While most people conjuring up the Tristan/Tristram and Isolde/Iseult tale of yore probably think love-potion histrionics, armour, much bodice-ripping, Richard Wagner’s opera, or James Franco in one of his lamest film roles, I steer towards something far nicer: A book of myths and legends that I grew up with, illustrated by the great Alice and Martin Provensen.
My dad picked up this tome for me when I was in primary school, and I call it simply Myths & Legends — though the official title is the somewhat long-winded Golden Treasury of Myths and Legends Adapted from the World’s Great Classics (originally published in 1958~60), with the stories adapted by Anne Terry White.
So, I always dug the tale of Tristram & Iseult (also known as Tristan & Isolde) and had it in mind for years to adapt the story in some way, somehow. I did pay homage in my novel One Hundred Years of Vicissitude, but on New Year’s Eve I got the bug in my “creative” bonnet to have a swing at the yarn — as a comic book.
So I started the first issue on NYE, tuning out to Japanese new year TV programs, with very little plan other than (a) I’d make it noir/crime related, and (b) it’d be all black-and-white and more of a slow-burner than my other comic Bullet Gal. I think I was 3 pages in when I decided to set the bugger in the 1970s — placing events in an unnamed city in which crime families flourish and the police pinch pennies from those with most power, our heroes members of rival clans, star-crossed heirs apparent destined to find love, loss and betrayal. Blah, blah. That’s the premise, anyway.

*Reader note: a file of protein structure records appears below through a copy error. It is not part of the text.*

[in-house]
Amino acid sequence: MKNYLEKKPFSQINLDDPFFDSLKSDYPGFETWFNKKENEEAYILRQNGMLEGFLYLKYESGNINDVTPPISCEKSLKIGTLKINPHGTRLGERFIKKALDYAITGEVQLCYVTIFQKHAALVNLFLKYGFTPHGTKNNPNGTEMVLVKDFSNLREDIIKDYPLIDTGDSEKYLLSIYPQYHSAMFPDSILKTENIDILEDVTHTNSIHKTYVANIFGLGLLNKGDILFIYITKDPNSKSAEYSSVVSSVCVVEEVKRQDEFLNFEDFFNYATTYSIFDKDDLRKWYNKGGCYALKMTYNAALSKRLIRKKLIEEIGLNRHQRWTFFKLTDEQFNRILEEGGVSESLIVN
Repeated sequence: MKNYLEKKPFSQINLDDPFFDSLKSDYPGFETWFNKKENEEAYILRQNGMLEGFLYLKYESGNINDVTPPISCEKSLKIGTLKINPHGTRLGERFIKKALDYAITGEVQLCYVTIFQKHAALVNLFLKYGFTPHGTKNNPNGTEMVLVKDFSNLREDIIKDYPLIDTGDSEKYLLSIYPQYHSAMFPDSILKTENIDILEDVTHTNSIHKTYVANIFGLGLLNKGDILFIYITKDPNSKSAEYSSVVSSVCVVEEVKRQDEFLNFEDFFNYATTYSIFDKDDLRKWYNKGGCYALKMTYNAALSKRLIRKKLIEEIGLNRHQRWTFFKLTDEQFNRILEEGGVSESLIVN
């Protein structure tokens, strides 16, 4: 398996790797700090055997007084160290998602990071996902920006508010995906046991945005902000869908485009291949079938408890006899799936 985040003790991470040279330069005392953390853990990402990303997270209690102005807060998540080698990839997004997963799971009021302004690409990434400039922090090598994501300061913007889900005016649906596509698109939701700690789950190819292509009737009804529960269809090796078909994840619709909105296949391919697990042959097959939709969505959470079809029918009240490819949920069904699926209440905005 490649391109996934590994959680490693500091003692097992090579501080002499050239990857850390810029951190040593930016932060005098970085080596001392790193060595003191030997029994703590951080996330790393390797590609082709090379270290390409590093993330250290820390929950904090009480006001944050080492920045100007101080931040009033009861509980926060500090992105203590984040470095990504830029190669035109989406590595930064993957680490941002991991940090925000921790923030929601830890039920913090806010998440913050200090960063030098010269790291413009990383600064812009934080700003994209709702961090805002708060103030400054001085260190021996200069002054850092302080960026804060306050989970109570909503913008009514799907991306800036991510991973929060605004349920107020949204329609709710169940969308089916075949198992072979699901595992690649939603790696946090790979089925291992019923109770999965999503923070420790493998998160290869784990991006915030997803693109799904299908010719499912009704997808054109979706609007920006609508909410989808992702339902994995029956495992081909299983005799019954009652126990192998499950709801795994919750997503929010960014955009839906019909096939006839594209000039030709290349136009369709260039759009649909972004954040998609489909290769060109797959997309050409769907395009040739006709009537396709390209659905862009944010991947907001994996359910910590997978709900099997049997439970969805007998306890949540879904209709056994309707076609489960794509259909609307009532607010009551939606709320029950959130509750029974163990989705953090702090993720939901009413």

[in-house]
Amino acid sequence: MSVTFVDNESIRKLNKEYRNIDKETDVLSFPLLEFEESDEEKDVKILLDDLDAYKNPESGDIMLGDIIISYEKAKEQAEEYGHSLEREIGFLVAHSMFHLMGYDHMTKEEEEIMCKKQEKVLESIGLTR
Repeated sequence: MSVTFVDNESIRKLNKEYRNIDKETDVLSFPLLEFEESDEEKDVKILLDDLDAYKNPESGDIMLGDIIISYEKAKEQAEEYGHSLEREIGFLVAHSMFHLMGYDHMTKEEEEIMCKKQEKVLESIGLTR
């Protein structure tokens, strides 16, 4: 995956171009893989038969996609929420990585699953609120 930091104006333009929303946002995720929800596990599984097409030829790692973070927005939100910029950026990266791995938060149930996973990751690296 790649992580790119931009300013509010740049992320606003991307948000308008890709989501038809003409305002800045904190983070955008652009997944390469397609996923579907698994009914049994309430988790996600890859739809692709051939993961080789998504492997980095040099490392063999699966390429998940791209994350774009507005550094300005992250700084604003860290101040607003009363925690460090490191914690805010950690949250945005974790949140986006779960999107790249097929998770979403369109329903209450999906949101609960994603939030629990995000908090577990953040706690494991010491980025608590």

It’ll probably change.
I’m currently two issues into the run, and loving the diversion; I’ve also lassoed in fellow scribe Renee Pickup, who’ll be doing an origin issue of sorts, plus my old artistic accomplice Matt Kyme (Tales to Admonish, That Bulletproof Kid) for one issue as well.
The title? TRISTA & HOLT.
There’s even a Facebook page where I put regular work-in-progress rubbish and waffle on a bit more than here.
Otherwise? Big news this week is that, thanks to Luke Salmond in Melbourne, we’ve wrapped up compiling the 12 issues of Bullet Gal into a 348 page trade paperback for Under Belly Comics in North America — and that book should be published within the next 6 weeks.
Once again, here’s the cover art for the volume, with that superb cover painting by artist Niagara Detroit.
There’s also bonus art in the book lined up, done by people like Matt Kyme, Dan Watts, Maan House, Asela De Silva, Walter Geovani, Neville Howard, Andres Silva Blanco, Al Barazi, Chris Yarbrough, David Foster, Zack Rezendes, Joe Badon, Giovanni Ballati, Steve Myers, Jennyson Rosero, and others.
It’s also now listed on Goodreads.
Meanwhile, we’re still publishing the 12-issue arc monthly via IF? Commix in Australia, and have just pushed through #8.Honestly? I’ve been quite staggered by the very cool reviews coming in (Jesus Christ, people get—and appreciate!—where I’m coming from?!).
Check out these ones if you have time from very cool cats like Dan Leicht @ All-Comic, Steven Alloway @ Fanboy Comics, Paul Bowler @ Sci-Fi Jubilee, Tim @ ReGeeken, and Cory Anderson @ Geeks With Wives.
It’s this kind of grassroots support and encouragement that helps to nurture indie stuff like I do, since we don’t feel quite so much that we’re banging our heads against a corporate media insensitive to small-fry.
Thank you, mates.